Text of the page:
Cunning – Denethor POV – 6 of 6
In which Denethor does inadvisable things in towers.
Denethor’s rebellious streak is on full display through this chapter, as well as his simultaneous intellectual brilliance and “Doh!” cluelessness. This is the guy who decides it is a Good Idea to stand in front of a charging Mûmak and try to hit it in the eye, after all. Thorongil isn’t the only one who wants to call him names.
This chapter owes a great deal to Julie, my indefatigable alpha reader. She kept prompting me to address a common misunderstanding in the tale – that Denethor supported Saruman over Gandalf, as opposed to not trusting either. Most of this misconception stems from Tolkien’s odd construction of the passage in the appendices. I have gone into some detail on why Denethor would not have much use for either wizard, and how this affects his interactions with Thorongil.
When did Saruman’s behavior raise suspicion & when did he start causing trouble for Rohan? By the White Council in 2851, Gandalf suspected Saruman of desiring to possess the One Ring itself, though it is unclear just how dangerous Gandalf thinks this is. We do know that Thorongil is urging Steward Ecthelion to have nothing to do with Saruman prior to 2980, and I think it reasonable that Thorongil offers this council as a combination of Gandalf’s warnings and worries and the problems Rohan began to see as Saruman cultivated support among the Dunlendings, which Thorongil would have observed in his time of service to Thengel. I also think Gandalf’s deference to Saruman was pretty thin, done more in the nature of humoring a deluded and narcissistic (but potentially dangerous) fool than out of any real respect. The above-ground changes to Isengard would have been of relatively recent vintage. Gandalf arrives at night, so does not see the devastation until after he is captured and placed atop Orthanc. Now, why the old fool didn’t notice it coming *in*, I dunno. Too much pipeweed, I guess… 😉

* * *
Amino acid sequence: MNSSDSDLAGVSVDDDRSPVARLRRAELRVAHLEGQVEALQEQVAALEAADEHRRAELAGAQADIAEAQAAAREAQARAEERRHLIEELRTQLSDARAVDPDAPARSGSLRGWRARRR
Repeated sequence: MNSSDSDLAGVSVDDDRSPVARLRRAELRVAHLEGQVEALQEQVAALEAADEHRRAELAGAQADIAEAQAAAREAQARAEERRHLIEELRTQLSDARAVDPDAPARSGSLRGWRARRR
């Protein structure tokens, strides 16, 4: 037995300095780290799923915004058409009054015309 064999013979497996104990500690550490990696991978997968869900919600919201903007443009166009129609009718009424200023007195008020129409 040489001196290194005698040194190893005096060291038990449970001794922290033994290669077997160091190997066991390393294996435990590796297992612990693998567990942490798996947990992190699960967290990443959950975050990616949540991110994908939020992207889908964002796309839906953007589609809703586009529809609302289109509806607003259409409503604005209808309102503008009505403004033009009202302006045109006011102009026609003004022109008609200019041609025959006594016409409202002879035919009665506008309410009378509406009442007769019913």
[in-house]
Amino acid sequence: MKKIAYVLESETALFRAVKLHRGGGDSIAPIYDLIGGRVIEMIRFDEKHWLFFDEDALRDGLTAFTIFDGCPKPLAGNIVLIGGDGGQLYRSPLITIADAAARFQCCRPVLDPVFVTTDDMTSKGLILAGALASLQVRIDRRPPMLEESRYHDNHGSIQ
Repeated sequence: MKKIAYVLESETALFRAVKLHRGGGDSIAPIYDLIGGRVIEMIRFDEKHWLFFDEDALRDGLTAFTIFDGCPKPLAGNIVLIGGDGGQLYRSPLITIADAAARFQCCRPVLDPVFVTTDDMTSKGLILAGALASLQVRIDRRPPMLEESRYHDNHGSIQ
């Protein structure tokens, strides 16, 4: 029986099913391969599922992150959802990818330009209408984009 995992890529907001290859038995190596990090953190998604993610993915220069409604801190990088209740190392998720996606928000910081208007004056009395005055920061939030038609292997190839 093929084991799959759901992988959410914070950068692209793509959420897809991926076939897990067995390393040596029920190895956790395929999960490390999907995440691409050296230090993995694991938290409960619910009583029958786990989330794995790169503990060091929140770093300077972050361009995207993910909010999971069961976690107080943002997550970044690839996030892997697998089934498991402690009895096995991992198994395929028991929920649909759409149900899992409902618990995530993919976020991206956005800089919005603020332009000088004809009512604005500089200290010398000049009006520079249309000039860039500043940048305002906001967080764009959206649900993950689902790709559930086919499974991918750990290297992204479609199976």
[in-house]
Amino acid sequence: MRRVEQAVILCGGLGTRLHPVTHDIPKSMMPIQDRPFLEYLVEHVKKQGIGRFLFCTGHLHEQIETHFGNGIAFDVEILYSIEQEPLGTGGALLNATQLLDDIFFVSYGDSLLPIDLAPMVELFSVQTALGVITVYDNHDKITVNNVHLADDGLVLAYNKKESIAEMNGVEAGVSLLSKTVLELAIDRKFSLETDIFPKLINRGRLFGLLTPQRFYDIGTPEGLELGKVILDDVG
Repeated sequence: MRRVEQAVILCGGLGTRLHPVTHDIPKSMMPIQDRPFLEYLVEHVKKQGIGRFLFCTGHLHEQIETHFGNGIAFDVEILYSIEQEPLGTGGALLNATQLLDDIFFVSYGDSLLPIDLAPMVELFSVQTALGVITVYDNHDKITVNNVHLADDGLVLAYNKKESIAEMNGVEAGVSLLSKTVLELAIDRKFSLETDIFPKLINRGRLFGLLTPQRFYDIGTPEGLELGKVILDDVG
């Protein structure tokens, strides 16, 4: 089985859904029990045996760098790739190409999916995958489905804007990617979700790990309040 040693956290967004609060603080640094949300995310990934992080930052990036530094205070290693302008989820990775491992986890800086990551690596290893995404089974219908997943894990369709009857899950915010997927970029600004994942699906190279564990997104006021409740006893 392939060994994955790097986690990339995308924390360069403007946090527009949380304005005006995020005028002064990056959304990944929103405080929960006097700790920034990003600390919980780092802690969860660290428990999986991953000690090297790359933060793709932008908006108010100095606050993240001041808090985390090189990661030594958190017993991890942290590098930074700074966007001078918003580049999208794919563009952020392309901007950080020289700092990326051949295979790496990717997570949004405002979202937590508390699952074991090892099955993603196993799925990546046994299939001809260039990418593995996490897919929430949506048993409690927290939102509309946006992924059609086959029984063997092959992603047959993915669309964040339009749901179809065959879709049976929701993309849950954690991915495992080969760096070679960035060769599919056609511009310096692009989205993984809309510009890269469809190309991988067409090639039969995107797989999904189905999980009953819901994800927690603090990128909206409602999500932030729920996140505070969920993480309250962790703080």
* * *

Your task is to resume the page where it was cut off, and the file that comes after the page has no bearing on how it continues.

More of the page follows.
There are two convenient events to demonstrate why Denethor might look askance at Curunír even before Thorongil shows up:
- 2953 – HoMe XII said Steward Turgon dies in 2953.
- That is also the year of the last White Council and when Saruman fortifies himself in Isengard, not venturing out again.
Now, Denethor has no knowledge of the White Council, but he was at his grandfather’s funeral. I posit that Saruman attended the White Council, was displeased by things not going his way, then went, as would be expected, to the funeral of Turgon to pay his respects and to scope out the new Steward. Seeing a nihilistic fool, he turned his attention to becoming the new lord on the west bank of Anduin. Ecthelion would have been snowed by the snake, and Denethor would have been too young for Saruman to have bothered with. Thus, Ecthelion has a positive and uncritical opinion of the wizard, and will not listen to Denethor’s warnings. Thorongil shows up and reinforces Denethor’s critical view of Saruman, but then pushes Gandalf. Denethor would not want either wizard anywhere near power.
At the time of this chapter, Denethor thinks that the wizards seek earthly dominion – Saruman by controlling Orthanc, Gandalf by controlling the Stewards & Thorongil. I’m not sure he considers them *evil* in the way that Sauron is evil, but he sees them as dangerous, meddling rivals for control of the kingdom. Gandalf, I think, does not wish to see the worst in Saruman, hoping against hope that it is just jealous curiosity that pulls Saruman to the One Ring. Thorongil himself is probably cautioning Gandalf to watch out around the other wizard, just as he warned against entering Moria. But by the time of the Ring War, Denethor will have observed Orthanc many times and will know Saruman is a major problem. By that time, what can he do about it? Probably curse the Lost for not helping him oust the wizard sooner.